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I got an e-book reader a few months ago, and I finally figured out why it doesn't display .txt files correctly. It doesn't like ANSI. It has no problem with the other 3 types of coding notepad provides.

For a reason I chose UTF-8 and decoded all the .txt files I have on it (we are talking thousands of small but important documents). They work correctly and now I pay attention to save in UTF-8, but I know myself, I know that at some point I will forget it, and save in the default ANSI.

So the question after the small novel: Is there any way to change the default coding when saving a newly opened notepad? (Win 7)

I know about the way to change the default when opening a previously created .txt file but it's a pain to always create the new document first.

16

Trying to offer a clear on-site answer:

  1. Right click on Desktop, then choose New > Text Document
  2. A text file New Text Document.txt is created. Don't type anything and open it.
  3. Go to File > Save As... and choose UTF-8 under Encoding:, press Save and overwrite the existing file. Close the file.
  4. Rename New Text Document.txt to TXTUTF-8.txt
  5. Copy "TXTUTF-8.txt" to C:\WINDOWS\SHELLNEW
  6. Go to Start > Run... and type regedit and press ok
  7. Navigate to HKEY_CLASSES_ROOT\.txt\ShellNew
  8. Right click in the right window > New > String Value and rename it to FileName
  9. Double click on FileName and put TXTUTF-8.txt into Value data: field and press ok

The flaw of this solution is that whenever you want to open a blank utf-8 txt document you will have to right click > New > Text Document and work from there.

Remember: Modifying the registry is dangerous! Use at your own risk.

Source

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    Don't do it -- you'll save yourself some headaches down the road. Notepad technically saves the file using UTF-8 Signature encoding, not plain UTF-8, which adds an extra marker to the file that shows up as strange symbols in some programs like ExamDiff and can lead to unexpected results in some CSV importers, etc. – thdoan Apr 11 '17 at 12:30
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    You saved me from a big problem that hurt me for years. I feel like to create a file every day !!! :-D – Nabi K.A.Z. Sep 4 '18 at 19:29
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    @thdoan, I believe that headaches do exist because Notepad's programmers failed to recognize that utf8 is more useful than the default ANSI for most of users. If you are a programmer and need a CVS importer, you know what to do beforehand. Don't forget, default ANSI does not supports well other languages except latin. – Yannis Dran Sep 20 '18 at 9:59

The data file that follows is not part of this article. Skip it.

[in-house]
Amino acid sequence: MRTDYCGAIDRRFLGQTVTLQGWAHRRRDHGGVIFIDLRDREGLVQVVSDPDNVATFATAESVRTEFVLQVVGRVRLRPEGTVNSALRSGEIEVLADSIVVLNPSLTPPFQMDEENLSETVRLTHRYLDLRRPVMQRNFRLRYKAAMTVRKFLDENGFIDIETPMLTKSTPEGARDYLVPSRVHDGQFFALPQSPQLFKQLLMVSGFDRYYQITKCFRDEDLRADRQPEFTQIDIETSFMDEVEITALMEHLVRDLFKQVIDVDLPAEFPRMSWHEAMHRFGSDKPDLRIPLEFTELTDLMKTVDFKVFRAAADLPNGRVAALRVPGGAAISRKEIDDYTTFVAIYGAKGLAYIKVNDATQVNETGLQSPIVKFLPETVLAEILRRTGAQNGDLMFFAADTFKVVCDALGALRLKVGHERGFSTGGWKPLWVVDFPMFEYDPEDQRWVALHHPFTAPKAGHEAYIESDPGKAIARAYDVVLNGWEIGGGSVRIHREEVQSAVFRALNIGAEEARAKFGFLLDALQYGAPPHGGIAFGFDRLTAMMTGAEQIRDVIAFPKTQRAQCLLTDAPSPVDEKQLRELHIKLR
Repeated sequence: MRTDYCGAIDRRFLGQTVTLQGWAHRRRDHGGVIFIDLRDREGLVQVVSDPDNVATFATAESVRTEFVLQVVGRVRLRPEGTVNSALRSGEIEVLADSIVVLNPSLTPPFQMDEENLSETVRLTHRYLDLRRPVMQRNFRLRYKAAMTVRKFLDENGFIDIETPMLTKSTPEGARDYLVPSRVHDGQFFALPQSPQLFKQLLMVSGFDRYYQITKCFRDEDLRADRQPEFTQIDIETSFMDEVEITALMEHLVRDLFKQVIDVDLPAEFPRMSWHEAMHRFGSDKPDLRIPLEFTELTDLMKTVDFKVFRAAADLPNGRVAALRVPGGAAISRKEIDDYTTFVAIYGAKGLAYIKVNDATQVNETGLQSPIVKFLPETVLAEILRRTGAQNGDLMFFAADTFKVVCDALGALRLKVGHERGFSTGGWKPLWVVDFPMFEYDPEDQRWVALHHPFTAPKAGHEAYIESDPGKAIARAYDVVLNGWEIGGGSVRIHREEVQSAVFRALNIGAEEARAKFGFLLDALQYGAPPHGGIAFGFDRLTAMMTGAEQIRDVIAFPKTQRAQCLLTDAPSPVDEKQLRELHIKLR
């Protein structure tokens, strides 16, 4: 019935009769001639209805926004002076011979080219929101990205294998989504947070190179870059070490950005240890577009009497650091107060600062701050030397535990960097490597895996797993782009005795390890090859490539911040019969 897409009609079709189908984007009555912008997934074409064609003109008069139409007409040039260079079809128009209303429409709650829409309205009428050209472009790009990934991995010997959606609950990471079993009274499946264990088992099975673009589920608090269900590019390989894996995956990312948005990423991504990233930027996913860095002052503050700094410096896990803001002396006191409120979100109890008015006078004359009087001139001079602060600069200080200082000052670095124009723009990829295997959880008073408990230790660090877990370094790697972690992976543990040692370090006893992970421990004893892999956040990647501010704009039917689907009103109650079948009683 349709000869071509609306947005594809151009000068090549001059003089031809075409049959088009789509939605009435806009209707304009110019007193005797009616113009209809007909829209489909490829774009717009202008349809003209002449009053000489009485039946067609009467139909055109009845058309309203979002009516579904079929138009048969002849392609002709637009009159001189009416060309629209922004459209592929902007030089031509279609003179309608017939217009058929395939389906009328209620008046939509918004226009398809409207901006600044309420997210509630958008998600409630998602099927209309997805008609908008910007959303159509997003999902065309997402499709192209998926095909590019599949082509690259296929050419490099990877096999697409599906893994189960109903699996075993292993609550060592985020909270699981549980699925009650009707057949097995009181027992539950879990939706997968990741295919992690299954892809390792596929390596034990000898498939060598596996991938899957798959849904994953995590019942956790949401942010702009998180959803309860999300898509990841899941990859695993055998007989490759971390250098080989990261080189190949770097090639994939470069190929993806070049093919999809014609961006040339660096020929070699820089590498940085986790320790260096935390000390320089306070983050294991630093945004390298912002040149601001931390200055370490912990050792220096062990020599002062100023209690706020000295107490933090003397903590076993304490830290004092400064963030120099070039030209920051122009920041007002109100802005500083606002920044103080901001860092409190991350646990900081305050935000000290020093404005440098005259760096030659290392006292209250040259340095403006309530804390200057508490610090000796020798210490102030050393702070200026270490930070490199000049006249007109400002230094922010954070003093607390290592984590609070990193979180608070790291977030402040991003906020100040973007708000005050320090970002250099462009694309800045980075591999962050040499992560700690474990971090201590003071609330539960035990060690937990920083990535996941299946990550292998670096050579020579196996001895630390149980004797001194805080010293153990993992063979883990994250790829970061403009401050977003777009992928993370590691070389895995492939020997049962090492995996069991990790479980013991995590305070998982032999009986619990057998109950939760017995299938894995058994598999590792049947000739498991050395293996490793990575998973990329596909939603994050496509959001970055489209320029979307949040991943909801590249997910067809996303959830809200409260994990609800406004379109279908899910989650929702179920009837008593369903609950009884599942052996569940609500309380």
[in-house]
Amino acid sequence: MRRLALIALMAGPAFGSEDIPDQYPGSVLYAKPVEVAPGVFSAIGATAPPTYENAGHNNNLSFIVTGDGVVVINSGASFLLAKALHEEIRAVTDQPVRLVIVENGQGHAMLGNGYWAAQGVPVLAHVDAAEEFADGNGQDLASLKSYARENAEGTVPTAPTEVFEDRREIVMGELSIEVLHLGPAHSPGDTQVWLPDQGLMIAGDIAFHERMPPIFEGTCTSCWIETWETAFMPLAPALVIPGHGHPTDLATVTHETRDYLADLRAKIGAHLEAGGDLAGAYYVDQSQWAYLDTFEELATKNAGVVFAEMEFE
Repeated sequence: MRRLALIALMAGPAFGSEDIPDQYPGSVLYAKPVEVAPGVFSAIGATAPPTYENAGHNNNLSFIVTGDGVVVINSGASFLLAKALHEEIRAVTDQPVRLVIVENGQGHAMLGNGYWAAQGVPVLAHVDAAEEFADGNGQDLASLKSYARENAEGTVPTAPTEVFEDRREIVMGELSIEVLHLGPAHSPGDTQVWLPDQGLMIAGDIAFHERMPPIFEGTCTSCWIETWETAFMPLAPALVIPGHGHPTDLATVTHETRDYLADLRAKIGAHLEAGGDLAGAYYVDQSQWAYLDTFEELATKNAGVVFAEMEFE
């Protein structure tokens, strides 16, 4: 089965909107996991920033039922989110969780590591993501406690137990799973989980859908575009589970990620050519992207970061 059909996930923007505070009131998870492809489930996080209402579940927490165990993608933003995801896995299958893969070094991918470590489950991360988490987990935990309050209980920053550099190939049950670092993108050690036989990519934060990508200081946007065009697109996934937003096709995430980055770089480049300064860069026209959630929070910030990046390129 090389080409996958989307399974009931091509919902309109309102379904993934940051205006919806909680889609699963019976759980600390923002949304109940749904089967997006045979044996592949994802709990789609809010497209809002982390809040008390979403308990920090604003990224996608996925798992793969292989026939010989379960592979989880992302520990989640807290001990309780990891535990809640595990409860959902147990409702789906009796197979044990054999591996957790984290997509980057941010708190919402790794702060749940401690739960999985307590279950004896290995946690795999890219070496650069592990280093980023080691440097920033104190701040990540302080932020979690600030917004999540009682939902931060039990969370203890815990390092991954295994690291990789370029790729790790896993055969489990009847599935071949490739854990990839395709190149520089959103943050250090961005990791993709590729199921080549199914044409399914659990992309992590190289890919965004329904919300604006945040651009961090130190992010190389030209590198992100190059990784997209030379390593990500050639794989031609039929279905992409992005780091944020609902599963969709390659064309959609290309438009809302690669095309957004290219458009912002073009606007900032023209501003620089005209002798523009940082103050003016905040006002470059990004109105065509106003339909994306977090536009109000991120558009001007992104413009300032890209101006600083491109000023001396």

• Honestly, @thdoan, UTF-8 with (not actually a) "BOM" is fine as long as you're using modern programs, it only really breaks with older programs that can't recognise the UTF-8 signature and think it's part of the data (or in the extremely rare case where that signature is actually the first three bytes of a file that's supposed to be ANSI). ...It does waste 3 bytes during network transmission, but that's mainly because the sender can specify encoding without needing an in-file signature. – Justin Time - Reinstate Monica Jan 23 '19 at 5:14
  • @MehdiDehghani, Probably you did something wrong. Please, read again, apply with the new knowledge you acquired and come back with a useful comment so we can help your confusion out. Also, the OP hasn't been seen since Mar 27 '13 at 0:25, my answer was 2 years later. That's the reason it is not marked as a solution. The credits however belong to Mariyan, whose link in his answer does not work anymore. – Yannis Dran Jun 11 '19 at 10:18
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This here is a pretty good explanation for how to change your default encoding to UTF-8. You will need to touch the registry files though.

Personally I wouldn't bother with it. Just download Notepad++. It's free, awesome and defaults to UTF-8.

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    Notepad2 or Notepad2-mod are more lightweight. They all support set default character set encoding, and even support open 7-bit ASCII file in UTF-8 mode. – LiuYan 刘研 Feb 25 '13 at 10:18
  • Yes this is the one that only works if I previously create the .txt file. I know Notepad++ but I like the basic notepad's minimalistness, it doesn't use a lit of memory, and for what I need it works fine. Except for this thing... – Emma Feb 25 '13 at 10:25
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    In this case just follow the guide and you are good to go. Notepad++ is not at all resource heavy. It's actually the opposite. – Mariyan Feb 25 '13 at 10:39
  • Unfortunately the Microsoft link doesn't work anymore. I wonder if superuser.com/a/872848/74576 has the same information. – Ryan Aug 19 '16 at 19:09
  • @Ryan, I know it is late, but in case anybody looks for the info this link had, can look on my answer instead. – Yannis Dran Jun 11 '19 at 10:20

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